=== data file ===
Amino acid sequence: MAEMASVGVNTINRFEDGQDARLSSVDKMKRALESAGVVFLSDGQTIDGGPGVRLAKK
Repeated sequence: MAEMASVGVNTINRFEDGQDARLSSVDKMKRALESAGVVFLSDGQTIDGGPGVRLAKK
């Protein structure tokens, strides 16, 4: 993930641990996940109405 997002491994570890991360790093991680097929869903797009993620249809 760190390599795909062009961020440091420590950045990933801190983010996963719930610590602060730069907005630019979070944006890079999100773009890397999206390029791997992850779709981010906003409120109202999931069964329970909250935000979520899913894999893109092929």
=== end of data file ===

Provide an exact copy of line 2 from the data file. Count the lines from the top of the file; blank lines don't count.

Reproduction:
Repeated sequence: MAEMASVGVNTINRFEDGQDARLSSVDKMKRALESAGVVFLSDGQTIDGGPGVRLAKK